Bandfile Grob/DoAll opinion for alternate use
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  1. #1
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    Default Bandfile Grob/DoAll opinion for alternate use

    I have been doing a lot of TIG welding on some of my older cars, mainly the chassis. I am a big stickler of small gaps, and tight fit-ups for TIG/MIG. Lots of time is spent on the vertical bandsaw reaching the required profile, then grinding/filing to fit. In the one application in particular there were 1/2" notches that had to be cut into 10 Gauge plate for fit-up. It is a PITA to cut with the band saw then try to file square. I started to think about the band-files that Grob and DoAll had out years ago. There seems to be a significant amount of chatter on here about them, however I was hoping to get some opinions on using them for general fabrication as opposed to tool and die work. Would the files provide a significant source of material removal (assuming the course files are used), I know the files are becoming harder and harder to find. In my search I had found a gentleman with a video on the Tube which he converted his DoAll bandsaw to a large belt grinder. I do have a few Dynabrade belt files that I use, I was junt thinking of alternative ways of making brackets. Thanks for the feedback!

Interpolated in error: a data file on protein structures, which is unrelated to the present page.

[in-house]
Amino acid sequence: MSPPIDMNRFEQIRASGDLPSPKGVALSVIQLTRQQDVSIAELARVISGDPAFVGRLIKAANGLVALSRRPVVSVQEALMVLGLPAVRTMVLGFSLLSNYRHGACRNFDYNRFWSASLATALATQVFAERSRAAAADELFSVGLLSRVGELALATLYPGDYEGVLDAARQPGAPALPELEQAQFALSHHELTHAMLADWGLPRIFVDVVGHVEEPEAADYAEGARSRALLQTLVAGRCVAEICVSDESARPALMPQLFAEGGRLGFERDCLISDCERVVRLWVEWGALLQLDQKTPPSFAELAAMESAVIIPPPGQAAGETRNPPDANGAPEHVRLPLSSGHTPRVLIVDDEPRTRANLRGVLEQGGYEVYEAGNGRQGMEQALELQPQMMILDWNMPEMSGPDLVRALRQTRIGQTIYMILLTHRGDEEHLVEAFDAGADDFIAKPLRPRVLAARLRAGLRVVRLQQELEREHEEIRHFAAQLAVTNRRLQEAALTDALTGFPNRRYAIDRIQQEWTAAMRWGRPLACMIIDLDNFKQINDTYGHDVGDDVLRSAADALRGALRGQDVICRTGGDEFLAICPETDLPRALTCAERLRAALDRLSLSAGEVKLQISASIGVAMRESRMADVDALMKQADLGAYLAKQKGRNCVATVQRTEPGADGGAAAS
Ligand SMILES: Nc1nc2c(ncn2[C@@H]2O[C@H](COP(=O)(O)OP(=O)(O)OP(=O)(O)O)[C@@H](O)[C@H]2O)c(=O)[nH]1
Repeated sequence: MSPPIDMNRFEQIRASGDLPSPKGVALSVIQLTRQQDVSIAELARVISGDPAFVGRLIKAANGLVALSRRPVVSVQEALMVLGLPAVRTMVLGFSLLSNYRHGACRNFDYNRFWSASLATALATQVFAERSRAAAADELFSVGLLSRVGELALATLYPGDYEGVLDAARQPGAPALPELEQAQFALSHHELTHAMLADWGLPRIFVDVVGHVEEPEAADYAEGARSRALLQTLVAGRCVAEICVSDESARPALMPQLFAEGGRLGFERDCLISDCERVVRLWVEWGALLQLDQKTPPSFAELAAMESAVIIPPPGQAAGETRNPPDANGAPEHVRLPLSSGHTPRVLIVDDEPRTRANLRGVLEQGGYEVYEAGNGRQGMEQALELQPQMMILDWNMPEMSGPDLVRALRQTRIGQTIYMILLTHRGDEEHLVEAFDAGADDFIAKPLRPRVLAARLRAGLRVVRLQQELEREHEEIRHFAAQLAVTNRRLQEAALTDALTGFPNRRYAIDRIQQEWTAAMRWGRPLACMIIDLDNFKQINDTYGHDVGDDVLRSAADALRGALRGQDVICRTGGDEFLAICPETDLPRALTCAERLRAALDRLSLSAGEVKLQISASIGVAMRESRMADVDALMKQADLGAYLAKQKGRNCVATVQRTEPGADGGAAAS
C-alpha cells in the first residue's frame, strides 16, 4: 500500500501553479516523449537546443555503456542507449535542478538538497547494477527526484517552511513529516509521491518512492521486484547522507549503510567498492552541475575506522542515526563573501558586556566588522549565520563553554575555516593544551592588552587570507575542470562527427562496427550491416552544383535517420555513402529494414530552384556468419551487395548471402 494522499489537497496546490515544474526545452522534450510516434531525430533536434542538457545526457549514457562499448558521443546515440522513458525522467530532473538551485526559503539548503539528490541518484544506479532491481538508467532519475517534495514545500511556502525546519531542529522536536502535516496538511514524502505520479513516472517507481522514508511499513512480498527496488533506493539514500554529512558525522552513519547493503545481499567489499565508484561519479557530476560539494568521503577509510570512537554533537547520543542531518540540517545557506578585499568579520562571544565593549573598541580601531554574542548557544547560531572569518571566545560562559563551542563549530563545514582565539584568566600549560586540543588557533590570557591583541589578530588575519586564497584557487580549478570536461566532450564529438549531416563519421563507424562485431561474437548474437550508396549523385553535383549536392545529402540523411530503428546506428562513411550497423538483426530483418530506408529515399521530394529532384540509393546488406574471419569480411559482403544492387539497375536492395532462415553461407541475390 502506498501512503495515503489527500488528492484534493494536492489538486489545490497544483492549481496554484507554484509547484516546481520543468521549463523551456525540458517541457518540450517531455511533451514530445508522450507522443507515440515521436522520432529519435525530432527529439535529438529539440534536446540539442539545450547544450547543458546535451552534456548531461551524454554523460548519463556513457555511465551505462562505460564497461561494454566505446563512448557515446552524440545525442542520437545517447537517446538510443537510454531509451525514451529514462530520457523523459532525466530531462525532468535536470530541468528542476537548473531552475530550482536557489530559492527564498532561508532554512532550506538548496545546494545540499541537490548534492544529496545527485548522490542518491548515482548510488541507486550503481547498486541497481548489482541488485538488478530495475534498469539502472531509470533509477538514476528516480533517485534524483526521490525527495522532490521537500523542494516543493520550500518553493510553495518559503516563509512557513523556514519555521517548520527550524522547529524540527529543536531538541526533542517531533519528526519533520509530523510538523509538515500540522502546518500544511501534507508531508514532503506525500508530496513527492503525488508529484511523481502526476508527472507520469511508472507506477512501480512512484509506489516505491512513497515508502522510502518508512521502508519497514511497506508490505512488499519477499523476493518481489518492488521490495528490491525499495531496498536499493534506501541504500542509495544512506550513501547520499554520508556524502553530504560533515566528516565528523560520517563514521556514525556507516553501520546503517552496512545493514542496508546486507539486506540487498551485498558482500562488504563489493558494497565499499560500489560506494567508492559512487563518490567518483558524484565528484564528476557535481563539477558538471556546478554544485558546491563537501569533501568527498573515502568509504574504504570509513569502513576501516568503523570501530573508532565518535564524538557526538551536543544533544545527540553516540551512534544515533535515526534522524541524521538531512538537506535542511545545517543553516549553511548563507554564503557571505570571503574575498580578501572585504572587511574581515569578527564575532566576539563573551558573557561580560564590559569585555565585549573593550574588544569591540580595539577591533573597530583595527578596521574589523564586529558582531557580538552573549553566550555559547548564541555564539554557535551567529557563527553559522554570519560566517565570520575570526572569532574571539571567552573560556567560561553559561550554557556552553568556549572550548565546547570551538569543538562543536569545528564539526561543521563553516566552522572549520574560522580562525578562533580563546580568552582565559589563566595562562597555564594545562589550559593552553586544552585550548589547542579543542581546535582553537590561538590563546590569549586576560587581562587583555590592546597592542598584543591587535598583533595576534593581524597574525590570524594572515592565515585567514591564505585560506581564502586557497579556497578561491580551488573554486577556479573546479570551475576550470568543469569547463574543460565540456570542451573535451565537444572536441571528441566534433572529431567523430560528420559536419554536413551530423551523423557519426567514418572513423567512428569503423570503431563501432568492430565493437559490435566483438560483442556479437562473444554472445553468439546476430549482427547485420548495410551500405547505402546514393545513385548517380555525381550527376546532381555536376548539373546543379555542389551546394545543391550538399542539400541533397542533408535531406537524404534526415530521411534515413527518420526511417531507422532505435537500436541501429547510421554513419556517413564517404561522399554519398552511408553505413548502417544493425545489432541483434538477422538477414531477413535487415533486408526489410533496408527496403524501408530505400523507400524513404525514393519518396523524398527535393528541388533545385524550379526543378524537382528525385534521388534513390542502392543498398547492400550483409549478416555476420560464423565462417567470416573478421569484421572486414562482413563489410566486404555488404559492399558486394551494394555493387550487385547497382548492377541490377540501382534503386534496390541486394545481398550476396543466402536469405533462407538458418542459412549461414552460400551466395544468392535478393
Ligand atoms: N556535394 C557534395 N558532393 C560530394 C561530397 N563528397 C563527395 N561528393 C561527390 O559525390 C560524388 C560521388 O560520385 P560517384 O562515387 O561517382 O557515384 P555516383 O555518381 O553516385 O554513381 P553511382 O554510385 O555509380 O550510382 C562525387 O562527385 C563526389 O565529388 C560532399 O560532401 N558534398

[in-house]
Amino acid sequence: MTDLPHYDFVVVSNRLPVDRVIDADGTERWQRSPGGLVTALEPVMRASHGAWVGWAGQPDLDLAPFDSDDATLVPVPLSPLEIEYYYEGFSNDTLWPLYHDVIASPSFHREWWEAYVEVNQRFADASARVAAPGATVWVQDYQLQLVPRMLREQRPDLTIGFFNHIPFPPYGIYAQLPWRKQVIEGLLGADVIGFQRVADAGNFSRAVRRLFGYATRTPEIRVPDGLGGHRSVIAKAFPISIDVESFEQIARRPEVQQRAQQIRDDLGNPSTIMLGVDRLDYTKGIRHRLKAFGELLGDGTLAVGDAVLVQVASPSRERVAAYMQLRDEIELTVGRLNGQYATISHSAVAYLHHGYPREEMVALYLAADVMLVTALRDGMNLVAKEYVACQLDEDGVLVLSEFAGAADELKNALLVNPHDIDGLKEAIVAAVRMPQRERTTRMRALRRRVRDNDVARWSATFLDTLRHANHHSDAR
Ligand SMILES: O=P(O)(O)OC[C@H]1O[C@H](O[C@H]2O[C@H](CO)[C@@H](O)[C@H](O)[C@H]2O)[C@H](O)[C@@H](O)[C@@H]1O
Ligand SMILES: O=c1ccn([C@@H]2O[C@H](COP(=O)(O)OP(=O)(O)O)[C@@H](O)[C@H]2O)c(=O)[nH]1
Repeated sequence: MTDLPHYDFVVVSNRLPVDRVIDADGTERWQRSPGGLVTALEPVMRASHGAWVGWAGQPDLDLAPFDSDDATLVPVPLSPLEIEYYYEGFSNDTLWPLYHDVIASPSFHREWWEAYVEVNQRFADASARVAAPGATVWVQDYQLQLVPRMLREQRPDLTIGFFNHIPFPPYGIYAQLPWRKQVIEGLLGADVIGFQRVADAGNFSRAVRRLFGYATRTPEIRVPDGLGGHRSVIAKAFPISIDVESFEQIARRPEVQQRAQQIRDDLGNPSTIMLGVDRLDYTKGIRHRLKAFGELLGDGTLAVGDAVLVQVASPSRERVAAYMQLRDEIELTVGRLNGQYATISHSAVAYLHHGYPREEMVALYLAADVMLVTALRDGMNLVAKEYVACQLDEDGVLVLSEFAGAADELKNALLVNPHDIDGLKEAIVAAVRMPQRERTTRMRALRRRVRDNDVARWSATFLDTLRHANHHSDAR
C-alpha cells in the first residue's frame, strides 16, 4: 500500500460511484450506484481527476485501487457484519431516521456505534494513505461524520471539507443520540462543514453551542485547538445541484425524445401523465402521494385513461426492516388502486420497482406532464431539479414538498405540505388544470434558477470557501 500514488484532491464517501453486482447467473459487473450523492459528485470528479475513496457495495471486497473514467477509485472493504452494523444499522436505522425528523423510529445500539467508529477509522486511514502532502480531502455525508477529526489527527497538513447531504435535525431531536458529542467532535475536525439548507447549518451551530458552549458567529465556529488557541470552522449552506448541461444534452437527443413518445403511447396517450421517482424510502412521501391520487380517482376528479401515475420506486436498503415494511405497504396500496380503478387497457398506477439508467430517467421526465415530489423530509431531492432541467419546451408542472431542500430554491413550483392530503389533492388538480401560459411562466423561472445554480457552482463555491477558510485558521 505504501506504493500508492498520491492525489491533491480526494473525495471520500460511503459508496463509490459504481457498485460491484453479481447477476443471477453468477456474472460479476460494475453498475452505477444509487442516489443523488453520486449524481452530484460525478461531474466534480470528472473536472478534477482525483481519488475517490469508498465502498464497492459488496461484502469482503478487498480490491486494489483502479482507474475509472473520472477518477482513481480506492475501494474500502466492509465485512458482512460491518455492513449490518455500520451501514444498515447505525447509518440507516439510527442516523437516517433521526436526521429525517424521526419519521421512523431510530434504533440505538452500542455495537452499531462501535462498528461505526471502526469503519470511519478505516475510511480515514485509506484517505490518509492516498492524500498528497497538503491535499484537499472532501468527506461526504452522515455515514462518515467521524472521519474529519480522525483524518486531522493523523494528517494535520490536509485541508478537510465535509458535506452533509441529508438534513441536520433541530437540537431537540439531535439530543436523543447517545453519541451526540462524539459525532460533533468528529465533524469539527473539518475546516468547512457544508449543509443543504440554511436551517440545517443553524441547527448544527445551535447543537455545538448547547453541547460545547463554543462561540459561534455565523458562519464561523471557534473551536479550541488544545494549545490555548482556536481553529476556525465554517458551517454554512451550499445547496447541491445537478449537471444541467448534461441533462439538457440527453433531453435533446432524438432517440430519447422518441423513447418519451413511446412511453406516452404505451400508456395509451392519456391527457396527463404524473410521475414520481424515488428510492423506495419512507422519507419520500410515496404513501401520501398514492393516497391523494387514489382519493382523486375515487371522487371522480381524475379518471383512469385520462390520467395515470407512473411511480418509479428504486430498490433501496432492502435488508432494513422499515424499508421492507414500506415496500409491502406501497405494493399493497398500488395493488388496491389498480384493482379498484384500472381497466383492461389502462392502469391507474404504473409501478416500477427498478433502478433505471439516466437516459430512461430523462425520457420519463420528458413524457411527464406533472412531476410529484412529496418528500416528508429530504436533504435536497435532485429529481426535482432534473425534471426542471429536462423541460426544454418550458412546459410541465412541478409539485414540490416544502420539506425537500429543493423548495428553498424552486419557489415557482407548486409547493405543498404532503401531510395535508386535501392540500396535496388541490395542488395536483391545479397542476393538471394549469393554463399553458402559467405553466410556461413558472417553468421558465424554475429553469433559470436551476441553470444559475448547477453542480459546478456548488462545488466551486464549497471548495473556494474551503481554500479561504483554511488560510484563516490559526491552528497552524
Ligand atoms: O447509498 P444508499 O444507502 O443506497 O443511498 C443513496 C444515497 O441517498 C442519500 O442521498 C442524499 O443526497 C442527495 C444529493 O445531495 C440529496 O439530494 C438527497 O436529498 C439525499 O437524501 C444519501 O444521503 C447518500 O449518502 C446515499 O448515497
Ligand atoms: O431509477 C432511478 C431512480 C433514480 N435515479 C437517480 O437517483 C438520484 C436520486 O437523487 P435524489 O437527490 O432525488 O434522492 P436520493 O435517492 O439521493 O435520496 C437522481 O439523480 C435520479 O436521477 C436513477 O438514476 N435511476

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    I wouldn't burn up my scarce band files on a car chassis, or anything that did not absolutely need them. other methods are probably cheaper & faster.

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    Using a band file is tool abuse. Wrong answer. I would be looking at a large nibbler. They are loud, accurate and fast.

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    mymachinery: I know the blades are getting hard to find, but the design of the tool is perfect for this application as well as general everyday use for shop tasks. I know these machines are valued for the unique solution they brought to a shop, and I respect the sentimental value they carry but chassis work is not all I intend to use them for. They are a unique design that I think would benefit other purposes. I did look for alternative methods but I couldn't find anything. That is why I wanted to know how the material removal rate is and I was hoping there were other ideas. If you have any other ideas I am always looking for an alternative.

    steve-l: If you can tell me how to cut 1/2" notches 1/2" deep and square with a nibbler I would be grateful. You say tool abuse, well what are you supposed to do with tools if not use them? Just FTR this is an antiquated piece of machinery we are talking about, replaced by wire EDM. So in essence, using a bandfile to do tool and die work in context of todays technology would be abuse. Using an antiquated piece of machinery to do alternative jobs to add value to keep it from a scrap pile, is called due diligence.